Professor Helge Rasmussen divides his time between working as an interventional cardiologist and leading a team of researchers in molecular and cellular medicine. A particular focus of his research is learning how heart cells work, which has led to discoveries that could mean better treatment for heart failure and other forms of cardiovascular disease.
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Professor Geoffrey Tofler has over 20 years’ experience as a clinical consultant cardiologist, including 13 years at Harvard Medical School Hospital in Boston.
Prof Gemma Figtree is committed to improving the care for heart attack patients, using her knowledge of redox signalling to develop methods of identifying those at highest risk of adverse outcomes, and discovering novel therapies, inspired by her clinical work as an interventional cardiologist at Royal North Shore Hospital.
Dr Belinda Di Bartolo is researching the two different risk factors in atherosclerosis – calcification and inflammation. She is looking to understand how calcium gets into the blood vessels, how it affects the blood vessels and why, when combined with inflammation, is it so damaging for the heart.
Dr Eveline Staub is a specialist in general paediatrics, neonatology and paediatric intensive care. Dr Staub is currently a consultant neonatologist at Royal North Shore Hospital, NSW, focusing on clinical work with patients and families, researching the development of kidneys after preterm birth and the long-term consequences on blood pressure and renal health.
Professor Ugander has a research interest in non-invasive cardiac imaging in general and cardiac magnetic resonance imaging (MRI) in particular, with a focus on the diagnoses ischemic heart disease, myocarditis, and heart failure, as well as basic cardiac pumping physiology.
Dr Gentile’s work focuses on cardiovascular regeneration and tissue engineering for heart attack. Dr Carmine’s current research involves working closely with cardiologists and cardiac surgeons to identify the best way to provide 3D bio-printed heart tissue for a patient who has suffered a heart attack.
Professor Kluckow is a Senior Staff Specialist in Neonatology at Royal North Shore Hospital in Sydney and a Professor of Neonatology at the University of Sydney, Australia. With his Sydney based research group, he has led the development of neonatal haemodynamics and point of care ultrasound in the neonatal unit for the past 23 years,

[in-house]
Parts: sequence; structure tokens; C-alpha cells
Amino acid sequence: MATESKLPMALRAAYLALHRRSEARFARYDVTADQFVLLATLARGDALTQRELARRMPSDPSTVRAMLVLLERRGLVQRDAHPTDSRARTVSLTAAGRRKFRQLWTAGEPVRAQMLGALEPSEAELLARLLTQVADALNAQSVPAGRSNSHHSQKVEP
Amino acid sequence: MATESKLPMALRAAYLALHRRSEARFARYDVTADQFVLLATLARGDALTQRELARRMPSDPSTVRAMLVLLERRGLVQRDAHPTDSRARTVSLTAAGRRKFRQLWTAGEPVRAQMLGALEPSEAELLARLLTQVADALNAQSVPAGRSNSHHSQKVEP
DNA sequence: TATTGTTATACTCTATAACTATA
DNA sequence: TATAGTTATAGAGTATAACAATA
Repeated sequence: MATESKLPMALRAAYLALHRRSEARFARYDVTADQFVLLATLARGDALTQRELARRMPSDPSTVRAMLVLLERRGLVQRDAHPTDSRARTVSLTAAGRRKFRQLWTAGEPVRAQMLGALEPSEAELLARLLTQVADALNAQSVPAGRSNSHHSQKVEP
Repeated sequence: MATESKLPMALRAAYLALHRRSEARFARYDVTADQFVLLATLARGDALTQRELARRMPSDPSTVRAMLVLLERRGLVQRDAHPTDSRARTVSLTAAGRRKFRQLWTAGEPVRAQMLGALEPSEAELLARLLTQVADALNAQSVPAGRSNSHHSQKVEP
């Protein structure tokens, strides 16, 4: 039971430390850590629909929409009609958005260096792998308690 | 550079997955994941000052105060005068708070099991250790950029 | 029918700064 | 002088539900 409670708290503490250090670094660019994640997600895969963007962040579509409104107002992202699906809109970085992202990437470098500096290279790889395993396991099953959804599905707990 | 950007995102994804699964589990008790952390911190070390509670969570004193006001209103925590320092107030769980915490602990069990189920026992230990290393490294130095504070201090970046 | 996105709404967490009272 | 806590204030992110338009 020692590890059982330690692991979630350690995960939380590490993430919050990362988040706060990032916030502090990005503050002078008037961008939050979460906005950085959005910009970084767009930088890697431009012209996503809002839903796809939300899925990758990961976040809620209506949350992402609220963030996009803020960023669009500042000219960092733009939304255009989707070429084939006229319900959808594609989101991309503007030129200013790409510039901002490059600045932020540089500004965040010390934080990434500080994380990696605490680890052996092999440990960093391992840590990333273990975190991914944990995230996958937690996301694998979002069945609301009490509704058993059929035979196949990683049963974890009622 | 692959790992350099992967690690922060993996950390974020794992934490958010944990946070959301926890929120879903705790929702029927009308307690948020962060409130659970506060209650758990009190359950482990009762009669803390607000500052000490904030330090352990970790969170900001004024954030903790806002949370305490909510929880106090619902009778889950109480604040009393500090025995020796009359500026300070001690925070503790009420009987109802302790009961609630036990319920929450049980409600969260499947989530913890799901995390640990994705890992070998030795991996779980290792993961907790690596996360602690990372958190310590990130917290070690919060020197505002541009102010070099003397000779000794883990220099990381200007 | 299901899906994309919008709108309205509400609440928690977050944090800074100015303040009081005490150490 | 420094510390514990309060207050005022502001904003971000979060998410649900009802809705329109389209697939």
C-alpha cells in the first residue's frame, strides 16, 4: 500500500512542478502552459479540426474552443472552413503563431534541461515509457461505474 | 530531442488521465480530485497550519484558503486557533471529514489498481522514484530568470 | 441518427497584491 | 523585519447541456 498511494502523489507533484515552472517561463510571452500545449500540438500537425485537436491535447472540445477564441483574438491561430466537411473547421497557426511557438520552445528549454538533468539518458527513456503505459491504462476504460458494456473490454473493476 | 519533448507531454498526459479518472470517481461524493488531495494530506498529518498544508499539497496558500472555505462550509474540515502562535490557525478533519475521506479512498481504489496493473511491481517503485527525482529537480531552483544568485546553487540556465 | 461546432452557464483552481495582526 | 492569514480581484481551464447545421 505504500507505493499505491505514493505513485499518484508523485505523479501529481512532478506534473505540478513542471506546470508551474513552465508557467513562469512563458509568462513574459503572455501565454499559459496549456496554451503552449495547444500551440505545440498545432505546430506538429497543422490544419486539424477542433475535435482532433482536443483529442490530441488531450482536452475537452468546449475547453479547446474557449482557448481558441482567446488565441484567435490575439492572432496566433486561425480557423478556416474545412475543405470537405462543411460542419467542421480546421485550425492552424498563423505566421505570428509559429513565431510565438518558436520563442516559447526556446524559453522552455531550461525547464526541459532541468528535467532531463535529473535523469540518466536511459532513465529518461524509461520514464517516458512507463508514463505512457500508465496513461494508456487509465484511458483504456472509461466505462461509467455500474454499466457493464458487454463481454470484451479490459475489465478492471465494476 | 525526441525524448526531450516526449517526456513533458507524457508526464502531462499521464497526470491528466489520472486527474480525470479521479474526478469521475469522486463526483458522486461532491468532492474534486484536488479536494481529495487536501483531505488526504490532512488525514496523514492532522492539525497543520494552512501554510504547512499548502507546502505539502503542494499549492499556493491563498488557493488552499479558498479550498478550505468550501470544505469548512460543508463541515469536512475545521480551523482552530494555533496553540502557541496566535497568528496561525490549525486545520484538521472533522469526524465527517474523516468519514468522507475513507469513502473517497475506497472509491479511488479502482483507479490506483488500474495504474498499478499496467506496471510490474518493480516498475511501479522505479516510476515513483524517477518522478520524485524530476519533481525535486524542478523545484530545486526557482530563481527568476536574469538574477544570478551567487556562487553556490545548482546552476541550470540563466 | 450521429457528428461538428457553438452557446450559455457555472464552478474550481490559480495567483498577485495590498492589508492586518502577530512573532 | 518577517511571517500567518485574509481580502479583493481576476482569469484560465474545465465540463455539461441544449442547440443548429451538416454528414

Dr Levi Bassin is a practicing cardiothoracic surgeon and is researching different ways to conduct coronary bypass surgery to reduce potential future graft failure and the need for subsequent therapy or surgery.
Dr Bonnitcha is a Chemical Pathology Registrar at RPA hospital and a Senior Clinical Lecturer at the Northern and Central Clinical Schools in the Medical Faculty.
Dr Anthony Ashton graduated with a PhD from UNSW and spent 12 years developing his skills in cardiovascular research at the Albert Einstein College of Medicine in New York. His research is focused on how abnormal reaction of maternal blood vessels can predispose a woman to life threatening complications during pregnancy.
Dr Allahwala has a keen interest in coronary artery disease, valvular heart disease, heart failure management and arrhythmias. He has a strong background in research having published more than 30 peer reviewed journal articles and book chapters.
As Laboratory Manager, Dr Tang is a key figure in the lab, sharing his knowledge and expertise with graduate students and medical researchers.
Dr Hamilton is directly responsible for performing many of the experiments that are conducted within Prof Rasmussen’s laboratory as well as providing a supervisory role to both students and research assistants within the lab.
Dr Roche, is a cardiac surgical trainee and has brought surgical skills and insights to the team supervised by Dr Gentile – a bioprinting expert who is working towards producing heart patches made of special ‘bio-ink’. Together, their project aims to regenerate parts of the heart that have died following a severe heart attack and help heart failure patients. The ‘bio-ink’ uses individualised stem cells taken from blood or skin samples which are then converted to beating heart cells.
Dr Di Wu is undertaking pre-clinical studies to try a new therapy to halt free radicals which alter the sodium pump and can cause scarring on the heart which can then lead to heart failure.